November 3, 2015

Eric Degenfelder ’86 Provides Inside Look Into $5B DuPont Sale

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Eric Degenfelder ’86 shared lessons about business communication and the ever changing nature of the that economy he learned through   selling the paint coating branch of DuPont Company,  to The Carlyle Group for over five billion dollars.

Degenfelder said during Monday’s Olin Hall lecture that he was working for DuPont Company in August 2011 when the company decided to sell its paint coating brand. He was asked to spearhead this change as the vice president of transition.

“The night before the sale I was in the office until about 10 at night just signing documents, because I was the legal representative, [waiting] for the sale to go through,” he said.

Degenfelder said the sale of the independent branch of DuPont in August of 2012 to the Washington, D.C.-based Carlyle Group, a private equity firm  was ultimately a good deal for the buyers.

“The price was five billion dollars, and at the time we said, ‘Man that’s a high price, boy they’re getting ripped off,’” he said. “But it turned out that [The Carlyle Group was] very smart because the return they’ve gotten since then has been way better than five billion dollars.”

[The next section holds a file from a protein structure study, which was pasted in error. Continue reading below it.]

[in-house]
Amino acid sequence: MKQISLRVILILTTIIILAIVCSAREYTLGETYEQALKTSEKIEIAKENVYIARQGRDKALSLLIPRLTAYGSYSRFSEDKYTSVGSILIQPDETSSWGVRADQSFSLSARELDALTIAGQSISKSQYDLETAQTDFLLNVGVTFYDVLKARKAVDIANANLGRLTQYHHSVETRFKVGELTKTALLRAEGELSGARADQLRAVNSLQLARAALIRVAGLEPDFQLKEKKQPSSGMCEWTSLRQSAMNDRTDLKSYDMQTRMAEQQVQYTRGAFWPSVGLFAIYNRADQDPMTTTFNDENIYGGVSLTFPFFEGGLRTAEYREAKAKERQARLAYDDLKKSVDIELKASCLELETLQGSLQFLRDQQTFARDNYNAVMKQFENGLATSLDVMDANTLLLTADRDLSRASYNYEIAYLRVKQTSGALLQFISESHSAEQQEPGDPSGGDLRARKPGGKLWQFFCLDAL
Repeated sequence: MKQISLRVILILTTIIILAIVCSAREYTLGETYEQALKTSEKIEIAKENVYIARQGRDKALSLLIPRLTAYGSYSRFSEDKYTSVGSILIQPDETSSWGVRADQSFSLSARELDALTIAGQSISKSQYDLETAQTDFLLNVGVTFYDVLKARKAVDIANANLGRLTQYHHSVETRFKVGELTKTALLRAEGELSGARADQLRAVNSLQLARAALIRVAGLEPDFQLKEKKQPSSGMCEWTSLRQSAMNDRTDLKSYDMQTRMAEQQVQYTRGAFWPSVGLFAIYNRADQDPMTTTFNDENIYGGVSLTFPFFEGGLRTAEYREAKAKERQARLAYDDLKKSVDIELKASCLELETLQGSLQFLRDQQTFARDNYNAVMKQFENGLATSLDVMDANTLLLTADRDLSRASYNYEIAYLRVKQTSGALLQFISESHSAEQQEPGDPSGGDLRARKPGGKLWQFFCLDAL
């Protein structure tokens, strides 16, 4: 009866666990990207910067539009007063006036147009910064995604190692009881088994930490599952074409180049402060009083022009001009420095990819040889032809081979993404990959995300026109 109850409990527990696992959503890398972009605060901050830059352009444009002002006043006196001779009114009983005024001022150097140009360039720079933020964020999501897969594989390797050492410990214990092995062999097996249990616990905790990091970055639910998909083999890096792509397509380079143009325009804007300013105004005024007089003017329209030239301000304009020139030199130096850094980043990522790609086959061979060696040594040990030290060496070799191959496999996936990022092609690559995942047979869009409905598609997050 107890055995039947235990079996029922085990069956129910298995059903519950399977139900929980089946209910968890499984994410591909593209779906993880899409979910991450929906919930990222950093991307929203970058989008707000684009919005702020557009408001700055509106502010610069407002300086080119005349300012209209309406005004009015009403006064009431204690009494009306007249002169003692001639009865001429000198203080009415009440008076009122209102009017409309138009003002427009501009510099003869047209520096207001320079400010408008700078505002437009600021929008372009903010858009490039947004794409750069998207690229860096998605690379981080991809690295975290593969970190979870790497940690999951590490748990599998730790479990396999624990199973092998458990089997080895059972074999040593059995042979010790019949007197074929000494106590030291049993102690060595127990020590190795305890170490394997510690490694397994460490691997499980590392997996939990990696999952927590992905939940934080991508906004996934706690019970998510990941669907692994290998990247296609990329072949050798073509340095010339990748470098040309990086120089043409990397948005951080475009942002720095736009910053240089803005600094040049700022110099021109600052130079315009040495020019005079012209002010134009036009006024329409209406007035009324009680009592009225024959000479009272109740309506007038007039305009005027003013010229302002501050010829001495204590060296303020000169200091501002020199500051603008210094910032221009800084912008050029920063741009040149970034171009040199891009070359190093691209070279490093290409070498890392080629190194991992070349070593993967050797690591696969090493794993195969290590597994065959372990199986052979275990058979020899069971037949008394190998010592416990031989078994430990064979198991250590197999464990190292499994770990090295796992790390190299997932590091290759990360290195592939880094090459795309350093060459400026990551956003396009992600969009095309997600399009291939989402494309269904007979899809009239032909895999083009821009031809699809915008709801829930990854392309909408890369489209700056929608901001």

After severing ties with DuPont, Degenfelder said he renamed the company Axalta in order to give it a  unique identity, one independent from DuPont.

Many people associate Dupont with “this red oval and science” according to Degenfelder. He said that he and the other founders of wanted to brand Axalta as more costumer focused, fast paced and dynamic.

Degenfelder also said that he learned during the transformation that a company’s transition period highlights the importance of strong internal communication, to prevent unsettling sentiments.

“The world doesn’t stand still,” he said. “Any industry you look at is going through rapid change, and that creates merger and acquisition activity. Private equity takes advantage of that.”

Degenfelder said that since the coating brand severed from DuPont, it has become successful and has developed factories and research development offices around the world.

“We’ve got a global footprint to serve our customers,” he said. “We have manufacturing in the United States but also in South America, in Europe and in Asia. We need a global supply and support network to serve our automotive customers.”

Degenfelder, said his specific experience — selling the paint coating company to the private equity firm The Carlyle Group — is relevant to anyone who plans to work in the business world.

“If you get out there and you’re working in industry, it is likely that you’re going to come into contact with some activity like this sooner or later. […] You might get bought by private equity,” he said. “I would encourage you to just run with it.”